-- Read the full roll call vote on Govtrack (listed by state) or on the U.S. House website.
According to this summary of H.J.Res. 59's major provisions, the bill does not defund Obamacare by name, but by omission. The specific language reads "Appropriates amounts for continuing operations, projects, or activities which were conducted in FY2013 and for which appropriations, funds, or other authority were made available..." Since Obamacare doesn't become effective until October 1st, it is not an activity, operation, or project which was conducted in FY2013, and so it is excluded.
After the vote, Congressman Young issued the following statement:
“One of the most fundamental jobs Congress has is to pass legislation to fund the government, and today the Republican – led House did just that; passing a fiscally responsible CR that keeps the government running. Having been around during the last government shut down in the 90’s, I saw firsthand the detrimental effects it can have on the country, and we cannot afford to go down that road again. Today the House also voted to defund Obamacare, one of the worst pieces of legislation passed out of Congress during my 40 years in Washington. Since the law’s passage in 2009, the Administration has issued nearly 20,000 pages of regulations associated with Obamacare that will crush Alaskan households under a mountain of red tape. In Alaska, health insurance premiums for people purchasing health insurance on the individual market are expected to increase by 30% to 80%, an increase Alaskans simply cannot afford.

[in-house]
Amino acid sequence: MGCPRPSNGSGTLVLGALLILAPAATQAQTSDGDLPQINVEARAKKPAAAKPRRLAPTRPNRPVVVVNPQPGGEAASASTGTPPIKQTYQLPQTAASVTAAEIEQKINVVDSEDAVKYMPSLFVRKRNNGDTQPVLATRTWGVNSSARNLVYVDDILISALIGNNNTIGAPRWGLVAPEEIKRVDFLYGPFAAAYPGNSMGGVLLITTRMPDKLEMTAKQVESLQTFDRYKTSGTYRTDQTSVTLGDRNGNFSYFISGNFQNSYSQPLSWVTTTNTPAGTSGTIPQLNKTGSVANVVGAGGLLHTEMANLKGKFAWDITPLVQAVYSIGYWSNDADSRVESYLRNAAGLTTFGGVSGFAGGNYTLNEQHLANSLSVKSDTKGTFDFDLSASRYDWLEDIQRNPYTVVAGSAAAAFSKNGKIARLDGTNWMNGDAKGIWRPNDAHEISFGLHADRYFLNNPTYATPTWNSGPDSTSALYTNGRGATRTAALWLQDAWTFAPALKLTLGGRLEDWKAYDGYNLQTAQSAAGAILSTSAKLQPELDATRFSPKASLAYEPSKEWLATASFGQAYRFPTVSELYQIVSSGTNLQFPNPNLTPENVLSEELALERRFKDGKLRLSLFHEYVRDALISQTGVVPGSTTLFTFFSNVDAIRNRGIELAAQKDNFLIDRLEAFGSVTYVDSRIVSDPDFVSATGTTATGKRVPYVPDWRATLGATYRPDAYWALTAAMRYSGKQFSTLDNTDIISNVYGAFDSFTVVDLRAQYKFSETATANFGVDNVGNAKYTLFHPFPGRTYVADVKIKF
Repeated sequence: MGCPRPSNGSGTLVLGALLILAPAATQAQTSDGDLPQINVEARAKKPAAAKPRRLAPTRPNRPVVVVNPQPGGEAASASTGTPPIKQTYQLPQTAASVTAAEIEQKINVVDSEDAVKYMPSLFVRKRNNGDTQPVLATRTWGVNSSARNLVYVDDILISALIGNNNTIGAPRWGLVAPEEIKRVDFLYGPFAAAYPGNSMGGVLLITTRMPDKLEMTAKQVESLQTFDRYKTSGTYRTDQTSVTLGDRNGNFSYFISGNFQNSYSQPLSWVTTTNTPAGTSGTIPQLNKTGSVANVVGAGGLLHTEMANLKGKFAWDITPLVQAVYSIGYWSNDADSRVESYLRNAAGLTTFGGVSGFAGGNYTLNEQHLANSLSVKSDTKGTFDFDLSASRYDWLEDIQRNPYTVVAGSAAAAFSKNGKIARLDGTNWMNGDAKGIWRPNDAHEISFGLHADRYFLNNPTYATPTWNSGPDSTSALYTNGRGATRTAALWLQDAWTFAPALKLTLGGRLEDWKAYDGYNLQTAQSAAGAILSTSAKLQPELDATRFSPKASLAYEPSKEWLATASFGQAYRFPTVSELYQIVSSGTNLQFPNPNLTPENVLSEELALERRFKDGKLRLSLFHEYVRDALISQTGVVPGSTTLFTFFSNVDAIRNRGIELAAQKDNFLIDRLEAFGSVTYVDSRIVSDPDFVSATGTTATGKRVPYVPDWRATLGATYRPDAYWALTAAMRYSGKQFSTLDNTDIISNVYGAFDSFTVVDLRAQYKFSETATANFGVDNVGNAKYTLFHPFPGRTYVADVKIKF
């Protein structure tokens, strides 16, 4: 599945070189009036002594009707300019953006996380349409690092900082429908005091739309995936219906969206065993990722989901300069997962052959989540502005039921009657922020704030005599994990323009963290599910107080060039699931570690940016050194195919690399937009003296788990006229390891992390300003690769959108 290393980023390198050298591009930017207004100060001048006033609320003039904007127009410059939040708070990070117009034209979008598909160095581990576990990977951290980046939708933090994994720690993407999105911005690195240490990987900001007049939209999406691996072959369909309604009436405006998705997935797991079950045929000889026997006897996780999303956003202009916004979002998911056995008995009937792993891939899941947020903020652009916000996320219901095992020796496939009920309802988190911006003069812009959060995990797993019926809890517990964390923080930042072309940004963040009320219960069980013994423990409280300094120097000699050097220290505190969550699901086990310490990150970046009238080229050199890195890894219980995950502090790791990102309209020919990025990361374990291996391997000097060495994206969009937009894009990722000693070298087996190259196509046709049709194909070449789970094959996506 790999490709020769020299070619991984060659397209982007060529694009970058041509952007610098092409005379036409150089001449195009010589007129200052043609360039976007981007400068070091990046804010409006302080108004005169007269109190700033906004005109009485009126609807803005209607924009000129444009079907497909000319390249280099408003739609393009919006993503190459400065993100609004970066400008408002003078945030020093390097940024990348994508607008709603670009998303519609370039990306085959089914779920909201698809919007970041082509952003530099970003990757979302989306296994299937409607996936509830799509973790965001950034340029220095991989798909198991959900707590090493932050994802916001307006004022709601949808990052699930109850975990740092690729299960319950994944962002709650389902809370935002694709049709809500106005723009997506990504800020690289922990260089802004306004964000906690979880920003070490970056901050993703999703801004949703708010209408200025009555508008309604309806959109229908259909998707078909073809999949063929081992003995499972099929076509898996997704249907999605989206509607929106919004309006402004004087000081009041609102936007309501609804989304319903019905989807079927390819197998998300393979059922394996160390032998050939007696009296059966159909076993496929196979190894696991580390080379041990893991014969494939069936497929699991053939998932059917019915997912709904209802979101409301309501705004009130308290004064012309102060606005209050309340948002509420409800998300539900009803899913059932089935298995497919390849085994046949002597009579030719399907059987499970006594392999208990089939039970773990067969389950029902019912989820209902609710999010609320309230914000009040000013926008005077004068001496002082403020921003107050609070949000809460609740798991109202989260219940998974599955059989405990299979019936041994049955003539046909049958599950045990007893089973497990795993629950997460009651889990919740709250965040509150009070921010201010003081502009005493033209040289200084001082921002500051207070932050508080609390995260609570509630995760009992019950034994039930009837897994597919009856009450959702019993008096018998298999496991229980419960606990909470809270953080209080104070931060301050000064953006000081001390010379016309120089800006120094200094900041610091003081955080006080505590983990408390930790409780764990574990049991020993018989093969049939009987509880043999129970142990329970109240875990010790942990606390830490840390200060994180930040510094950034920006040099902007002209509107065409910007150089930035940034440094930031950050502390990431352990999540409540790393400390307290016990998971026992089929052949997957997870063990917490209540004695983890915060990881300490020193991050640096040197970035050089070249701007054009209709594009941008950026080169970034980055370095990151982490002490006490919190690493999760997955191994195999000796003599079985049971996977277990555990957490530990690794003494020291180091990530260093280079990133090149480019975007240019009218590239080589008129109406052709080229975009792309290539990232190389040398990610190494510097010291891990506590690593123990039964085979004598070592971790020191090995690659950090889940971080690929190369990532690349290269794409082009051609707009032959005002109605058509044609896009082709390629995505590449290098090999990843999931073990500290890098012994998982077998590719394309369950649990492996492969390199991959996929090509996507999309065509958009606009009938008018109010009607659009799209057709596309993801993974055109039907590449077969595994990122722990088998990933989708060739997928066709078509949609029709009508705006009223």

“It is now time for the Senate to put up or shut up, and show the American people where they stand on the President’s tragically flawed government takeover of health care.”
In addition to forcing all Americans to buy health insurance, Obamacare has triggered numerous side effects. Employers nationwide have either been booting employees off company-sponsored health plans or have cut employees hours below the 30-hour threshold mandating Obamacare. Obamacare enshrines the worst aspects of both the private sector and the public sector, and could be considered a form of "TARP" for the insurance industry. Opinion polls not only show support for Obamacare continuing to erode, but a September 17th Rasmussen Poll indicates that 51 percent of respondents support shutting down the U.S. government until GOP and Democrat lawmakers in Congress can figure out how to cut the massive federal budget -- and how to slash funding for Obama’s deeply controversial healthcare regime. Sarah Palin also supports defunding Obamacare.
What's Next: Passage of the bill sets up a showdown with the U.S. Senate which could trigger a possible government shutdown beginning October 1st. The Obamacare language is expected to be stripped from the bill in the Senate, setting up a critical week of negotiations beginning the week of September 23rd. House Republicans have canceled a planned recess to return to Washington on Wednesday September 25th, and their leaders have warned the House could be in session next weekend. House Majority Leader Eric Cantor is already using this vote to target Democratic senators he believes to be vulnerable; Cantor listed off the names of four up for reelection in 2014 and cited problems with the healthcare law in their states. The names he listed were Sens. Mark Pryor (D-AR), Kay Hagan (D-NC), Mary Landrieu (D-LA) and Mark Begich (D-AK); Begich and Pryor are on record as opposing the defunding of Obamacare. But even if the bill manages to make it out of the Senate with the defund portion intact, the White House promises it will veto the bill.